I think most Australians would expect that under Australian law it is a criterion for a grant of a protection visa that an individual does not have an adverse security assessment by ASIO. I think we would all accept that. If ASIO have some real problems with an applicant then we as Australians do not want that person in our country. I think that is in order.
But ASIO, as they admitted in evidence before the committee, are not always perfect. Sometimes they do make a mistake. They gave, as I recall, evidence saying that on one occasion they had given an adverse security assessment. They then, some months down the track, realised that they had got it wrong, that the information they had been working on was not valid, and they withdrew their assessment. So it does happen, on the admission of ASIO themselves, and I am sure that, human nature being what it is, there are at times mistakes made.
To address that, governments in the past have arranged for what is called the Independent Reviewer of Adverse Security Assessments to have a role not in rehearing or completely reassessing the work that ASIO has done but in cases of people who feel that they have been judged on the wrong basis, on the basis of the wrong facts. They can approach the independent reviewer, as I understand it, and have the matter looked at. The situation, I understand, works well.
We noted in our report that the committee supported 'the excellent work undertaken by the Hon. Margaret Stone in her role' as the independent reviewer and that this system does work. That is good. We all support that. Unfortunately, though, the position is not a statutory or a regulatory position; it is a policy position of the government of the day. Accordingly, while it seems to work well and everyone seems to be happy with that, tomorrow a government could say, 'Sorry, that position is abolished; it's gone.'
This is a very important issue. I am a great supporter of ASIO. I know they do a very, very difficult job. I am not one of those who would in any way want to diminish their powers, because they do a fabulous job in protecting and supporting our country and my fellow Australians. But, as I say, given the instance—and there are many others, I understand—where mistakes have been made or a decision has been made on wrong facts, this process of the independent reviewer does give confidence to me and everyone else in a democracy like Australia that, if decisions have been made on the basis of completely wrong facts or maliciously or in any other improper way, there is someone you can go to and say, 'Hey, can you have a look at this because I think they got it wrong?' So it works. It is good. Everybody supports it. But it is only a policy decision.
Recommendation 2 of the Legal and Constitutional Affairs Legislation Committee was that the government look at putting some more certainty into that position. As I say, as far as I am aware, there has been no response by the government to that recommendation. Perhaps the minister may be able to address that in her final summation. But the same issue was raised by the Scrutiny of Bills Committee. The issue there was that, while there is a process for independent review of adverse ASIO security assessments, in the light of concerns particularly that the process is fully administrative, independence is not guaranteed by the law and the whole scheme is 'subject to administrative alteration or abolition at any time'. That is from the Scrutiny of Bills Committee report.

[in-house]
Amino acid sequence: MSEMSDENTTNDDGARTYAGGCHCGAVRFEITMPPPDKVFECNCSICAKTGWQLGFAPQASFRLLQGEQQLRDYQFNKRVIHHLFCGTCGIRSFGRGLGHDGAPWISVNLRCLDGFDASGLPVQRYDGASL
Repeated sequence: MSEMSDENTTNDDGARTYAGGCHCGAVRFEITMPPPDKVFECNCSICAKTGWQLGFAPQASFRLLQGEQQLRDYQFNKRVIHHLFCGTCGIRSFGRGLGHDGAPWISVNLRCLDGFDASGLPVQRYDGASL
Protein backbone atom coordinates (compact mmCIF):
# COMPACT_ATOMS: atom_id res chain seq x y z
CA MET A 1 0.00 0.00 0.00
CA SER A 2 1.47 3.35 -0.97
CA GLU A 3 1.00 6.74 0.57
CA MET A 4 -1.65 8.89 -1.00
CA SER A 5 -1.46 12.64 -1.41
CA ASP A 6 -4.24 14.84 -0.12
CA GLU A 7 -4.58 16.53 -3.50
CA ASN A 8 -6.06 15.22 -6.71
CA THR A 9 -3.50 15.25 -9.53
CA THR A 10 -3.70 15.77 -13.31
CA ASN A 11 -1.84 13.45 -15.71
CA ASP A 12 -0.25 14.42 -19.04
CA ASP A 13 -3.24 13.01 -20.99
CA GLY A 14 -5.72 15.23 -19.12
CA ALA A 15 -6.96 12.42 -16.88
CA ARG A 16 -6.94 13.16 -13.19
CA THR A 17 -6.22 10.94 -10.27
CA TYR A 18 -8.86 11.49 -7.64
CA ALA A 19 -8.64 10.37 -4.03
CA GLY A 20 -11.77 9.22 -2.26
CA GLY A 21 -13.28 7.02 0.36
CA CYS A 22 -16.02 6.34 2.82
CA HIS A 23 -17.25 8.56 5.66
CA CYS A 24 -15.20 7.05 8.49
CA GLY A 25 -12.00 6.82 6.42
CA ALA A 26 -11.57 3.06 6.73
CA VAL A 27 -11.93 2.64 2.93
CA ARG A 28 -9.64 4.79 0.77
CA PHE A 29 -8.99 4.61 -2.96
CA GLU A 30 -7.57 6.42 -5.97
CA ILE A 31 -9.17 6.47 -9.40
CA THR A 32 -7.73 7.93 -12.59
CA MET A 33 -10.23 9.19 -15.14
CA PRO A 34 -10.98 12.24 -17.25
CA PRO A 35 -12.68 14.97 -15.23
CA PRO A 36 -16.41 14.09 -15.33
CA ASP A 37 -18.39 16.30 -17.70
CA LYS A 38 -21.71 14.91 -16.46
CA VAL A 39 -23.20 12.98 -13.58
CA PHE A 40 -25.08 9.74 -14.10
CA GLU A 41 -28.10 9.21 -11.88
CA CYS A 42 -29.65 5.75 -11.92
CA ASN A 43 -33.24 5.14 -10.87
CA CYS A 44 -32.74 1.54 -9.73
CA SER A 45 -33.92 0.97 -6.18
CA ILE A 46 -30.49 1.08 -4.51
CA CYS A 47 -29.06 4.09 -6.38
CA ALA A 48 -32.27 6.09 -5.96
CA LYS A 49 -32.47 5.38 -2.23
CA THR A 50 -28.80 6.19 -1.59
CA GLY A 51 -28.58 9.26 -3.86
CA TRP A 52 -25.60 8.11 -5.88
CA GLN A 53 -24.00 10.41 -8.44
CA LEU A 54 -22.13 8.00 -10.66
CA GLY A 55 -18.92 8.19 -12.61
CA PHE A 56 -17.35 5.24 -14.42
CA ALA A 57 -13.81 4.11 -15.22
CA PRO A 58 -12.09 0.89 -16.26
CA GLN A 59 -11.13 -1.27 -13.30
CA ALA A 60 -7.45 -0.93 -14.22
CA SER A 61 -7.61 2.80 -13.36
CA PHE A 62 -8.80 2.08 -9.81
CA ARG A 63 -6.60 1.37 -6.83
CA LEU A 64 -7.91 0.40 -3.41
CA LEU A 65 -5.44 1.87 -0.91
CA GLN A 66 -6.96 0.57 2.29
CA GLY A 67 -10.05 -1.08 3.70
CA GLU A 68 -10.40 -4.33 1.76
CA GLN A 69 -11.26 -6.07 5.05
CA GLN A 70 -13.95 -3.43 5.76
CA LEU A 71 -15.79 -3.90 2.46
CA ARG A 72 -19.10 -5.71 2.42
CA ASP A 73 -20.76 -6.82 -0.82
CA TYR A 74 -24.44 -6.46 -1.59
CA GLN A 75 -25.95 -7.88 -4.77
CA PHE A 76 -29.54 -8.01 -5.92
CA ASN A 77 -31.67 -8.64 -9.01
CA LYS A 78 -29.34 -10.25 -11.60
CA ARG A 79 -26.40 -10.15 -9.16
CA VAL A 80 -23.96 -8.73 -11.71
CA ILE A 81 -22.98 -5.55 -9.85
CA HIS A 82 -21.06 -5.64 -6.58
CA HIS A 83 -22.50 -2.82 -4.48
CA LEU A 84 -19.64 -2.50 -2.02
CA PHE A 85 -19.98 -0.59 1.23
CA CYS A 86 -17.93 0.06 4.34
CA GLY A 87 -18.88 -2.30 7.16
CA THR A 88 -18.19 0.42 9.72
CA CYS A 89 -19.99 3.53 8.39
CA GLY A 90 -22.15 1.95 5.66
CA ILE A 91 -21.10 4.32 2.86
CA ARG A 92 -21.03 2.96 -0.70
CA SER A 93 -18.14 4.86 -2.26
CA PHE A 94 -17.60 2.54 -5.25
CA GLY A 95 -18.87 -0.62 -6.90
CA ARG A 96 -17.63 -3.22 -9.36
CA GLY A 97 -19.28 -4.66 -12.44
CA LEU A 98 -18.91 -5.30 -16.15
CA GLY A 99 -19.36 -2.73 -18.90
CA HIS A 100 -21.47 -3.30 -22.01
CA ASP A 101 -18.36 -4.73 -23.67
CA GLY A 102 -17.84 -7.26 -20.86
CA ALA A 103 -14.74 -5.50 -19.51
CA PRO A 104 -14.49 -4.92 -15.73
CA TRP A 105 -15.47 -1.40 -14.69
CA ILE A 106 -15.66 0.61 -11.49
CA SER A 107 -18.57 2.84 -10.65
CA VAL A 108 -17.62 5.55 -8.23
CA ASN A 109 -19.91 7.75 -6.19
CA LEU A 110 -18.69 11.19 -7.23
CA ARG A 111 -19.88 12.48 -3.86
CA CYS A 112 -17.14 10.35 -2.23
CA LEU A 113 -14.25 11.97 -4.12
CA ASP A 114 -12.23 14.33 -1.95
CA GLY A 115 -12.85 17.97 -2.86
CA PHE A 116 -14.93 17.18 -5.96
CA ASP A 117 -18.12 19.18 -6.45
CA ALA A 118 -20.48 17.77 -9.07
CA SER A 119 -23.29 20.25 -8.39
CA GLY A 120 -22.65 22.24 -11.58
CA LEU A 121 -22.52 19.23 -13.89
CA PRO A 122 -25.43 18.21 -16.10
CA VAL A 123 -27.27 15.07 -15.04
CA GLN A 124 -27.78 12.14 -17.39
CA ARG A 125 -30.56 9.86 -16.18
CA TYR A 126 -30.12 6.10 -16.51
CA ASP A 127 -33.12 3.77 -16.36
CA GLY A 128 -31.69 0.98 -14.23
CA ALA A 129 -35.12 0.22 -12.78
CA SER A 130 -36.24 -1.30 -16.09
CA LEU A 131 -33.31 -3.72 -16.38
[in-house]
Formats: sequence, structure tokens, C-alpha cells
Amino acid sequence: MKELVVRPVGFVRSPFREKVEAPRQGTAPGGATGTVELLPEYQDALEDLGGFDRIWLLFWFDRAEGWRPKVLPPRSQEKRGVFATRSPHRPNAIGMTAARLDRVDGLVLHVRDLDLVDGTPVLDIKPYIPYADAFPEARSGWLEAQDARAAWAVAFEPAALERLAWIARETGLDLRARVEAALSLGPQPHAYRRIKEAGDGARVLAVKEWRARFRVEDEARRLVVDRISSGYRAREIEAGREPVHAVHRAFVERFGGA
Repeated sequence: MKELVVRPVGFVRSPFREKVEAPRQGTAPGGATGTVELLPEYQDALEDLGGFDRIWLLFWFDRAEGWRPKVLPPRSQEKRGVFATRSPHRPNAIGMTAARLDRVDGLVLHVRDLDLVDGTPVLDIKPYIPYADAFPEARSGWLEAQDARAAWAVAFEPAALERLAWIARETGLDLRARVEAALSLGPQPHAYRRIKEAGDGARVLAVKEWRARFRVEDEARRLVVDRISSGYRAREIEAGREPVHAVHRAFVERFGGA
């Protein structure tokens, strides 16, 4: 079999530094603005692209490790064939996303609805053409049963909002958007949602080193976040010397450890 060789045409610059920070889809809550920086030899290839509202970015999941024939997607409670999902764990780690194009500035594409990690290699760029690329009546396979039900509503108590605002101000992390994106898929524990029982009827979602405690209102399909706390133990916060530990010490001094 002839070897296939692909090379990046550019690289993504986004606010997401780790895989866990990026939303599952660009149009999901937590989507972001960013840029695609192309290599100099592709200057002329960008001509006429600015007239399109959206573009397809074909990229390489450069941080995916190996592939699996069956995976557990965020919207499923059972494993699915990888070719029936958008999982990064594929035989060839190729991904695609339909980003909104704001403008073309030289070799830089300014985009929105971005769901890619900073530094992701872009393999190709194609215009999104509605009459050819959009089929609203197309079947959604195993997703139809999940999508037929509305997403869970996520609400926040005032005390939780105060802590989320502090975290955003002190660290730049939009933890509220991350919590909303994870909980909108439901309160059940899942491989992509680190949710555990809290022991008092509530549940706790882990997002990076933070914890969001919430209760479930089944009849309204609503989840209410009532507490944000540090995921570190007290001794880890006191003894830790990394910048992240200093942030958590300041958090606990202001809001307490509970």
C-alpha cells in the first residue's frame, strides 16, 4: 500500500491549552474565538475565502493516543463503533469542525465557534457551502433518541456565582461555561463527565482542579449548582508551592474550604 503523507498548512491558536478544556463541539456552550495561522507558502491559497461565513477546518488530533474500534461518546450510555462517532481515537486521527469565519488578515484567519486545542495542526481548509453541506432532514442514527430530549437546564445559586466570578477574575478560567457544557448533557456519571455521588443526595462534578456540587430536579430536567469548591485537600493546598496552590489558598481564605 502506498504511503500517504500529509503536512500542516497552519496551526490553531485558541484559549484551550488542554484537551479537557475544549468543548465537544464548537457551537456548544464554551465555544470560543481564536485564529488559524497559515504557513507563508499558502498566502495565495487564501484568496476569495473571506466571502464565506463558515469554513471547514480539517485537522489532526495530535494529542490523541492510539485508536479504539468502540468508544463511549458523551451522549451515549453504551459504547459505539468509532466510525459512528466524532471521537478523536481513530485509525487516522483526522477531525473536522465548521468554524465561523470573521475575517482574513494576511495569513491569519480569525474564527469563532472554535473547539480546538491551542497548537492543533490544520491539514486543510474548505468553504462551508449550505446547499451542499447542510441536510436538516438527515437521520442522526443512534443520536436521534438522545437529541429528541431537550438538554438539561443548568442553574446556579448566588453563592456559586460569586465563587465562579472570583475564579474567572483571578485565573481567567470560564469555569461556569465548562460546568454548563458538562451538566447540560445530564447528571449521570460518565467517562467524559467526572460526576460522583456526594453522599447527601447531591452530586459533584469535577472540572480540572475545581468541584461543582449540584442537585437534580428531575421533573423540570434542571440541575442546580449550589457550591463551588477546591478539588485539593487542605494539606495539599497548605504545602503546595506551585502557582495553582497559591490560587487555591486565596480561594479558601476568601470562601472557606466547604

The report goes on to say that the committee sought advice from the minister on whether the independent review process should be placed on a statutory basis. The minister responded to the scrutiny committee and did not answer the question—which mildly annoys me as well—so the committee wrote again to the minister. The minister did then say that placing the independent review process on a statutory basis is beyond the policy intent of the bill. The minister also noted the role of the Independent Reviewer of Adverse Security Assessments but stated that the government does not consider it appropriate or necessary that an independent reviewer be established on a statutory basis. I am reading from the digest. I am not sure that the government gave any reasons why they did not consider that the additional scrutiny needed to be subject to regulatory or legislative attention, so I again ask the government. The minister has just mentioned to me privately, and no doubt she will put this on the record, that this independent reviewer of adverse security assessment is not a matter for the immigration minister but rather the Attorney-General. I accept that that would be the case, but the recommendation of the committee was not a recommendation to the Minister for Immigration and Border Protection; it was a recommendation to the Australian government, of which the Attorney is a member, about that issue.
The fact that these amendments have not been followed does not cause me to suggest that the Senate should not support this bill. I certainly will be supporting the bill. But I would hope that those two issues do receive the attention of the government sometime in the future. There may be a very good reason why the independent reviewer of adverse security assessments is just there as a policy decision. But if that is the case then I would not mind hearing it. It would seem to me that this process of assessments and then those assessments having very dramatic results in what happens to applicants in the future is something that perhaps governments could look at making more secure. Like the appeals court, like the High Court, perhaps we should do that. I look forward to the minister responding to those two things and putting on record what the government's decision is.
With those concerns about the process, this is a bill that does take Australia forward. I think it is a very worthy bill and I certainly will be supporting it.